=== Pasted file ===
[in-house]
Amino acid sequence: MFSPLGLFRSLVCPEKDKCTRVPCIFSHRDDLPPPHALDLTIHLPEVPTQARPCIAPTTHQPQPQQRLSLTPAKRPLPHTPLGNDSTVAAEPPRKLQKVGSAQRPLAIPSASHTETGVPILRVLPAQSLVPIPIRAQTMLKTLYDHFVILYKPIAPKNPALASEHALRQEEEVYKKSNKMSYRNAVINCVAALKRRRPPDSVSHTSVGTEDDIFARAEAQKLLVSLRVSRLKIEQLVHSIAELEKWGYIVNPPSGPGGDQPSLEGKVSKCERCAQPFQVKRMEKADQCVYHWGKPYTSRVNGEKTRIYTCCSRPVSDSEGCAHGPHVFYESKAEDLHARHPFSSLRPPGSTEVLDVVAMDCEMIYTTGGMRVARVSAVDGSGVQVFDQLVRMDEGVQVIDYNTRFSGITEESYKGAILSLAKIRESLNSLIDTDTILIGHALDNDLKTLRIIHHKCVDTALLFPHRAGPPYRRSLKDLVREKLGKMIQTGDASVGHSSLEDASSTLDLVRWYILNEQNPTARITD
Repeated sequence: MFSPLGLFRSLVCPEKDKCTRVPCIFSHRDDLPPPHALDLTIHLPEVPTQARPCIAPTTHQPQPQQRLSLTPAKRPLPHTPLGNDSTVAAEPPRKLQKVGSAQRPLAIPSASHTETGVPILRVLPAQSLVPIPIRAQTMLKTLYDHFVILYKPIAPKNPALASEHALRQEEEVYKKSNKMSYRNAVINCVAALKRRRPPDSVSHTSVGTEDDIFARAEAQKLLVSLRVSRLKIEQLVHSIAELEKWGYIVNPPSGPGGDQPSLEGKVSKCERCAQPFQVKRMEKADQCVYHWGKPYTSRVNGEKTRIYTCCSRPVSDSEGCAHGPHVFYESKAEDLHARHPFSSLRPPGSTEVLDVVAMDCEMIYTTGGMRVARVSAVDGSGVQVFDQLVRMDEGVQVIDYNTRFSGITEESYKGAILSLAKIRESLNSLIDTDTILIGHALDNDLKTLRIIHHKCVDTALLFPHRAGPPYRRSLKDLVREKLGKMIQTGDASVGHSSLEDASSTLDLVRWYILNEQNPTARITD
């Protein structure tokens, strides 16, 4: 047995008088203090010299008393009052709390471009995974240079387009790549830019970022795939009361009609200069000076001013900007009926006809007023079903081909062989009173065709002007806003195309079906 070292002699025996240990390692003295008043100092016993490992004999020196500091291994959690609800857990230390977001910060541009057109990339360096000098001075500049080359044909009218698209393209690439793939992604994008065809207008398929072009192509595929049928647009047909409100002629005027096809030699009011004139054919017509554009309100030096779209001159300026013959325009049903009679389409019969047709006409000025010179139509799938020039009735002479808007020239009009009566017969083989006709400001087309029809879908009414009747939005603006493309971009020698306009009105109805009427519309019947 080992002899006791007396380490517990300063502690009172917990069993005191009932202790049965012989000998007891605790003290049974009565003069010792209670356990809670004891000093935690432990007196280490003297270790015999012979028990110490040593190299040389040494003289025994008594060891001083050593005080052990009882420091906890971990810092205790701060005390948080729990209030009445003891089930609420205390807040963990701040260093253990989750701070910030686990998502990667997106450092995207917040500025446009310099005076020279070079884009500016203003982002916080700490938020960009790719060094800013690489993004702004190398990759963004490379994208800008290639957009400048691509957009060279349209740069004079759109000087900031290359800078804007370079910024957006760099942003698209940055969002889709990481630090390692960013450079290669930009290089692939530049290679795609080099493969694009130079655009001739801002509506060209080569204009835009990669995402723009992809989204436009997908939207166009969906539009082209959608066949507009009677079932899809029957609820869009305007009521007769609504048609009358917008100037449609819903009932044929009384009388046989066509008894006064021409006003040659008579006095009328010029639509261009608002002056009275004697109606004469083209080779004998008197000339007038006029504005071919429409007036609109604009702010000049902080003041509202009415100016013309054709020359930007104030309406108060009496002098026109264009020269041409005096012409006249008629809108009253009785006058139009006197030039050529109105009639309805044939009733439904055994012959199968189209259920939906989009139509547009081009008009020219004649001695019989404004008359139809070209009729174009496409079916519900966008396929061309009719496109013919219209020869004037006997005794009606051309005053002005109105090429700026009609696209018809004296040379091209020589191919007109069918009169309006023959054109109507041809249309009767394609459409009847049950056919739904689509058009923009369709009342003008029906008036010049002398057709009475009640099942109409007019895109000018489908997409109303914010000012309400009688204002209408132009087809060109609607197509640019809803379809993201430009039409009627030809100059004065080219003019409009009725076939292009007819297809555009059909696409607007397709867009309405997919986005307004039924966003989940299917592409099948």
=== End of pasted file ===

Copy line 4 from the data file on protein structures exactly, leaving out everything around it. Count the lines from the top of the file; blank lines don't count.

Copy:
């Protein structure tokens, strides 16, 4: 047995008088203090010299008393009052709390471009995974240079387009790549830019970022795939009361009609200069000076001013900007009926006809007023079903081909062989009173065709002007806003195309079906 070292002699025996240990390692003295008043100092016993490992004999020196500091291994959690609800857990230390977001910060541009057109990339360096000098001075500049080359044909009218698209393209690439793939992604994008065809207008398929072009192509595929049928647009047909409100002629005027096809030699009011004139054919017509554009309100030096779209001159300026013959325009049903009679389409019969047709006409000025010179139509799938020039009735002479808007020239009009009566017969083989006709400001087309029809879908009414009747939005603006493309971009020698306009009105109805009427519309019947 080992002899006791007396380490517990300063502690009172917990069993005191009932202790049965012989000998007891605790003290049974009565003069010792209670356990809670004891000093935690432990007196280490003297270790015999012979028990110490040593190299040389040494003289025994008594060891001083050593005080052990009882420091906890971990810092205790701060005390948080729990209030009445003891089930609420205390807040963990701040260093253990989750701070910030686990998502990667997106450092995207917040500025446009310099005076020279070079884009500016203003982002916080700490938020960009790719060094800013690489993004702004190398990759963004490379994208800008290639957009400048691509957009060279349209740069004079759109000087900031290359800078804007370079910024957006760099942003698209940055969002889709990481630090390692960013450079290669930009290089692939530049290679795609080099493969694009130079655009001739801002509506060209080569204009835009990669995402723009992809989204436009997908939207166009969906539009082209959608066949507009009677079932899809029957609820869009305007009521007769609504048609009358917008100037449609819903009932044929009384009388046989066509008894006064021409006003040659008579006095009328010029639509261009608002002056009275004697109606004469083209080779004998008197000339007038006029504005071919429409007036609109604009702010000049902080003041509202009415100016013309054709020359930007104030309406108060009496002098026109264009020269041409005096012409006249008629809108009253009785006058139009006197030039050529109105009639309805044939009733439904055994012959199968189209259920939906989009139509547009081009008009020219004649001695019989404004008359139809070209009729174009496409079916519900966008396929061309009719496109013919219209020869004037006997005794009606051309005053002005109105090429700026009609696209018809004296040379091209020589191919007109069918009169309006023959054109109507041809249309009767394609459409009847049950056919739904689509058009923009369709009342003008029906008036010049002398057709009475009640099942109409007019895109000018489908997409109303914010000012309400009688204002209408132009087809060109609607197509640019809803379809993201430009039409009627030809100059004065080219003019409009009725076939292009007819297809555009059909696409607007397709867009309405997919986005307004039924966003989940299917592409099948």